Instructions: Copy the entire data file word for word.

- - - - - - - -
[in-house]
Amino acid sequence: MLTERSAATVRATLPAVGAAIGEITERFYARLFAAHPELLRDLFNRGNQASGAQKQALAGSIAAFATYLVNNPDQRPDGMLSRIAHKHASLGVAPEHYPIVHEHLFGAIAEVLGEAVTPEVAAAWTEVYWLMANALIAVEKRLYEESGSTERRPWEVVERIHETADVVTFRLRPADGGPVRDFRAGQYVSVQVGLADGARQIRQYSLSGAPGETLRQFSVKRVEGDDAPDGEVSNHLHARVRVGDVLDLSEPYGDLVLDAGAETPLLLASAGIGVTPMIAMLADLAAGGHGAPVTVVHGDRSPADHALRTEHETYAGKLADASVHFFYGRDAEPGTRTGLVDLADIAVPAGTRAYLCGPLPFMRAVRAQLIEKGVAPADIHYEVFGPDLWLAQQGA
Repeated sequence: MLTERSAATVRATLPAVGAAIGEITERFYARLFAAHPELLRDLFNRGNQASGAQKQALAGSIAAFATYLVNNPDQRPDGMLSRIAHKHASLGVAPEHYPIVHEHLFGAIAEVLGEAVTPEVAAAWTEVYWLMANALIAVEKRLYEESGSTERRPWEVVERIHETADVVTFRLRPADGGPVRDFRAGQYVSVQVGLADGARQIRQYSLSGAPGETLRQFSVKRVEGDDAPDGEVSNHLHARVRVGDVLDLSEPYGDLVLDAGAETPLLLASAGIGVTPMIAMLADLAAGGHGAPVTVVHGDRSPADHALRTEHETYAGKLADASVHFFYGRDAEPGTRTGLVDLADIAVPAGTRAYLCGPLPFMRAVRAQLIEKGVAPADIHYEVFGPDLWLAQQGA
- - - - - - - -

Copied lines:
[in-house]
Amino acid sequence: MLTERSAATVRATLPAVGAAIGEITERFYARLFAAHPELLRDLFNRGNQASGAQKQALAGSIAAFATYLVNNPDQRPDGMLSRIAHKHASLGVAPEHYPIVHEHLFGAIAEVLGEAVTPEVAAAWTEVYWLMANALIAVEKRLYEESGSTERRPWEVVERIHETADVVTFRLRPADGGPVRDFRAGQYVSVQVGLADGARQIRQYSLSGAPGETLRQFSVKRVEGDDAPDGEVSNHLHARVRVGDVLDLSEPYGDLVLDAGAETPLLLASAGIGVTPMIAMLADLAAGGHGAPVTVVHGDRSPADHALRTEHETYAGKLADASVHFFYGRDAEPGTRTGLVDLADIAVPAGTRAYLCGPLPFMRAVRAQLIEKGVAPADIHYEVFGPDLWLAQQGA
Repeated sequence: MLTERSAATVRATLPAVGAAIGEITERFYARLFAAHPELLRDLFNRGNQASGAQKQALAGSIAAFATYLVNNPDQRPDGMLSRIAHKHASLGVAPEHYPIVHEHLFGAIAEVLGEAVTPEVAAAWTEVYWLMANALIAVEKRLYEESGSTERRPWEVVERIHETADVVTFRLRPADGGPVRDFRAGQYVSVQVGLADGARQIRQYSLSGAPGETLRQFSVKRVEGDDAPDGEVSNHLHARVRVGDVLDLSEPYGDLVLDAGAETPLLLASAGIGVTPMIAMLADLAAGGHGAPVTVVHGDRSPADHALRTEHETYAGKLADASVHFFYGRDAEPGTRTGLVDLADIAVPAGTRAYLCGPLPFMRAVRAQLIEKGVAPADIHYEVFGPDLWLAQQGA